image Does Guadia Quest have any jokes or is the story “serious”?


The story is serious. When I first played it, I was happy to find the story quite interesting. There are also a few plot twists here and there and I really enjoyed the ending. I actually want to play Guadia Quest 2 if it ever comes out.


We did try to keep some parts of the game humorous as well. Some funny conversation text was included as well as some funny ‘80s gaming culture references.


Did Xseed keep any references to the TV show or were they removed?


There weren’t too many references that were noticeable. However, any small references like “Arino Kacho” and the TV show’s Assistant Director’s name like “Tojima” were taken out. We had to completely rewrite the opening of the game since it was based off of the plot of the TV show, only because we didn’t think many players would understand the reference.


image How many pages of text were there to localize?


We used 2 huge excel sheets so not sure if it’s completely accurate, but I copied and pasted all the text that we translated and it came out to 495 pages in Word format (!). This project was especially challenging to localize because, as I mentioned earlier, the dev team did not plan on localizing the game when they first made the Japanese original. The character limits were unknown for the most part and it took a lot of writing >> putting into the game >> re-writing >> putting into the game, multiplied by however many times it took to find out the actual character limits. It definitely took a toll on Mike, our editor, to figure out the actual character limits. The dev team was very supportive and tried their best to proportion the fonts so that it fit inside the window space. It was definitely a collaborative effort and I think the game came out very nice.


Aside from localization are there any other changes to Retro Game Challenge? Did Xseed have to make any new art for the game?


No. We don’t usually do any graphical changes, it’s usually mostly text stuff. If something looks awkward we’ll usually ask the dev team to change or fix it (if possible). The title logo of each game in Retro Game Challenge was re-created in English by the dev team because it was mostly in Japanese characters in the original version.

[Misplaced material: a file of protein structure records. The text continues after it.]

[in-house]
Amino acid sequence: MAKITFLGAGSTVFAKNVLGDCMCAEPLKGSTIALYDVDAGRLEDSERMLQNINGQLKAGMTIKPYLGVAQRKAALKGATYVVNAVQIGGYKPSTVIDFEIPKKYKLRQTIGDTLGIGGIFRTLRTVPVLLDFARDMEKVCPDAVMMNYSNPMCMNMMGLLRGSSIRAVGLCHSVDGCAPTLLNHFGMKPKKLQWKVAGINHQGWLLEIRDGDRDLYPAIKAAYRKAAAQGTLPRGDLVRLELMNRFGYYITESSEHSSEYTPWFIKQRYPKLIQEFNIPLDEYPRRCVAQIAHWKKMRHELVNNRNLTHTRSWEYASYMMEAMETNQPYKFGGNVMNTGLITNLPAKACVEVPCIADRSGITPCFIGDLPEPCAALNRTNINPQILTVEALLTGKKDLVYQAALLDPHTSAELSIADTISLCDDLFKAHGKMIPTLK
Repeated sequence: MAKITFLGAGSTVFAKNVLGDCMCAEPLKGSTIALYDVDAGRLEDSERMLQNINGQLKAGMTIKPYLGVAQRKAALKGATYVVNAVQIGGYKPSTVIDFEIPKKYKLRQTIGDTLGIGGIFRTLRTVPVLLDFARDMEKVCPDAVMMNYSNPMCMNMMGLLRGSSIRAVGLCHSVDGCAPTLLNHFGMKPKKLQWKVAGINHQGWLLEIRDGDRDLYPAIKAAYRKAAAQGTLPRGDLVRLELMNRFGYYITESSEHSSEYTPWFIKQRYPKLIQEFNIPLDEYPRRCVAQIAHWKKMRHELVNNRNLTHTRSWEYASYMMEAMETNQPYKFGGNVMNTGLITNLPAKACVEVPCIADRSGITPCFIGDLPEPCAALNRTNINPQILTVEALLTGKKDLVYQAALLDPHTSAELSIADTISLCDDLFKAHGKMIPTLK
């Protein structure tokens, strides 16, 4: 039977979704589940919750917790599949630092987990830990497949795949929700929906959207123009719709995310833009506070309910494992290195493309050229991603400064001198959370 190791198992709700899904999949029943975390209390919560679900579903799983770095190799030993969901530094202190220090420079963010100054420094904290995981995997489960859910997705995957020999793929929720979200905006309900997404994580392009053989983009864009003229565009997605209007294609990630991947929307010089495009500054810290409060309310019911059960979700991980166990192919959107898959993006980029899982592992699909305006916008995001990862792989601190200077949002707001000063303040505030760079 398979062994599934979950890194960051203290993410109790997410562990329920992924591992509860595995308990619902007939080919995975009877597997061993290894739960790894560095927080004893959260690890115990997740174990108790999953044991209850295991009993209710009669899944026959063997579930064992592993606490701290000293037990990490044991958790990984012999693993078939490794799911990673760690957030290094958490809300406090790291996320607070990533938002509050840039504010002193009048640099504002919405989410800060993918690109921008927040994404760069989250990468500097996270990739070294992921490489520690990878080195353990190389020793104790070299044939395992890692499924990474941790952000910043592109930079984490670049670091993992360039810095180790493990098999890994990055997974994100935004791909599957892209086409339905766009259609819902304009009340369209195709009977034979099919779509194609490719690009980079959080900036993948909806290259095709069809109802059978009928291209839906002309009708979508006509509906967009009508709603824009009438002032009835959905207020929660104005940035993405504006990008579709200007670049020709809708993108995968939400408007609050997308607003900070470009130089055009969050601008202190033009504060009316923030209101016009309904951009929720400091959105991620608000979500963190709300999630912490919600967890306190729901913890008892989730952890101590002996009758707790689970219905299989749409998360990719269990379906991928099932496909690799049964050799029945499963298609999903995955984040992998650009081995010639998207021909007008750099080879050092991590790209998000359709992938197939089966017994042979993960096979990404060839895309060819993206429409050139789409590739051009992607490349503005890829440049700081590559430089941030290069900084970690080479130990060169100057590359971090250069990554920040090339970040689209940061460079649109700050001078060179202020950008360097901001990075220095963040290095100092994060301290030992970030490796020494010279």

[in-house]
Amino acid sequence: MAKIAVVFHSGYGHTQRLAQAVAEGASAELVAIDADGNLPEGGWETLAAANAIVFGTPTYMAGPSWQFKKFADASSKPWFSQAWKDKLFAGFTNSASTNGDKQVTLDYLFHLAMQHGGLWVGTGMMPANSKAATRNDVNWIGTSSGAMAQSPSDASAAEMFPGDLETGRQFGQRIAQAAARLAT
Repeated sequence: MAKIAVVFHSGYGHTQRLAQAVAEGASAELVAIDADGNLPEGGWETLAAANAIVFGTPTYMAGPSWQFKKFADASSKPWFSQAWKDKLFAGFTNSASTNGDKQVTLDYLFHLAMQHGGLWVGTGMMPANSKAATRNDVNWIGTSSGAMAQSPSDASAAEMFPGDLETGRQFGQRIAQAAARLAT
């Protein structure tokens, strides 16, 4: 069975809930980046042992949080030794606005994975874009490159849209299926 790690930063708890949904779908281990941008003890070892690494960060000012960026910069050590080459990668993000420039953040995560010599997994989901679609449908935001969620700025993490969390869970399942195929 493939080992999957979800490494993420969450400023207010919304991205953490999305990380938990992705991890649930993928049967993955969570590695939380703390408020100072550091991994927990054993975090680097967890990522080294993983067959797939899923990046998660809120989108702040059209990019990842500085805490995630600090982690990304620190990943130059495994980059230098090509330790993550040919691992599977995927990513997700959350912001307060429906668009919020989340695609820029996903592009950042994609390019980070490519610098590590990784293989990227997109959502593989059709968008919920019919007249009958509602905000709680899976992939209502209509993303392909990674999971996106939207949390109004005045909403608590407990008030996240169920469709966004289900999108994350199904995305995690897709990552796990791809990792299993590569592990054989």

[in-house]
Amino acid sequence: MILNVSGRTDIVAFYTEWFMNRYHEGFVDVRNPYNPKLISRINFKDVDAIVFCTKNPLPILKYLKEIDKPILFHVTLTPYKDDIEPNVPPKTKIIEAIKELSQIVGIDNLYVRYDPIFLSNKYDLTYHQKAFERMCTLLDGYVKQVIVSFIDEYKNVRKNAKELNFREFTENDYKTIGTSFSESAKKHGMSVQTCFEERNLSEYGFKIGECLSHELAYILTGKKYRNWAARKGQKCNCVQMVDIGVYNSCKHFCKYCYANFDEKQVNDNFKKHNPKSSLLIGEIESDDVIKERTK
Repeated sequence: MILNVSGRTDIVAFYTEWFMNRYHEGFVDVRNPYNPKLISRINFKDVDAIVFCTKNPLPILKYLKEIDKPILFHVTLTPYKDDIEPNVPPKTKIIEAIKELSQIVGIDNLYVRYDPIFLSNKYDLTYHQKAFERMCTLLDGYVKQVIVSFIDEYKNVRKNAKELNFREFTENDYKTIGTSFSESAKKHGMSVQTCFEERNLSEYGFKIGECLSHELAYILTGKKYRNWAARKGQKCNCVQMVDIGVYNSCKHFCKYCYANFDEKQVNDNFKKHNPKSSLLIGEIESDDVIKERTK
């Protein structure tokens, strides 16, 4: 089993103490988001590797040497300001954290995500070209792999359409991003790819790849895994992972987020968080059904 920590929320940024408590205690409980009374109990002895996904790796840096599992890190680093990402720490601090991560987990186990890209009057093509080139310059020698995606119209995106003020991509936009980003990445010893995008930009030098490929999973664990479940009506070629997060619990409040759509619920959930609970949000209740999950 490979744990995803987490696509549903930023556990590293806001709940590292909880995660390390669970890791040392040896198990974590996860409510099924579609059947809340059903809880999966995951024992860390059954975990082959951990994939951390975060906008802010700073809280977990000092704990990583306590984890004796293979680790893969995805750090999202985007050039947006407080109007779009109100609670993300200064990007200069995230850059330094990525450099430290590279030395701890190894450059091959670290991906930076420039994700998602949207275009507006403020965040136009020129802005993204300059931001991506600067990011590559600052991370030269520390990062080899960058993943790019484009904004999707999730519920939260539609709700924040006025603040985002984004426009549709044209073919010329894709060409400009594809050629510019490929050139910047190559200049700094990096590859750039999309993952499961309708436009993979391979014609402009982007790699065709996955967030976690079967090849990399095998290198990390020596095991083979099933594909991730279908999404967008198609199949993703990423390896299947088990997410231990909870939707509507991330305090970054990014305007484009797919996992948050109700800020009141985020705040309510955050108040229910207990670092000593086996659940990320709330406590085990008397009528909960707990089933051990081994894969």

image What is your favorite game in Retro Game Challenge to play?


I think we all have a different “favorite” game. Personally, I’ve always liked shooters, so “Star Prince” was a great game to play for me. As a company though, all of us here at XSEED are big fans of RPGs since it’s the main genre we usually concentrate on, so I would have to say “Guadia Quest” is our favorite. The overall story and the characters are great in that game.


Which challenge did you find the hardest?


The hardest? For me the final challenge of “Rally King” was really hard. It took a while to get the hang of the controls so I had to try and try again, but now after all my training I have become an expert drifter. The “Haggle Man” series was pretty hard too. If you ever get stuck, just remember that the magazines aren’t there for your reading pleasure only!


It’s not out in Japan yet, but what are your thoughts on Game Center CX 2?


We did some simple research on it a while back and it looks like an awesome game, doesn’t it?


I think it all depends on how well Retro Game Challenge does for us. If Retro Game Challenge does well in the US then we will definitely be interested in trying to bring over Game Center CX 2.


Is Xseed looking at any other Namco Bandai games? They have lots of titles in their vault that could fit into Xseed’s line up like Fragile: Farewell to the Moon and the Summon Night DS games.


We’re looking into anything that looks good and fun to play. If we do get lucky and are able to publish the titles you mentioned, you’ll definitely hear it in our press releases or email blasts so stay tuned!  


Images courtesy of XSEED.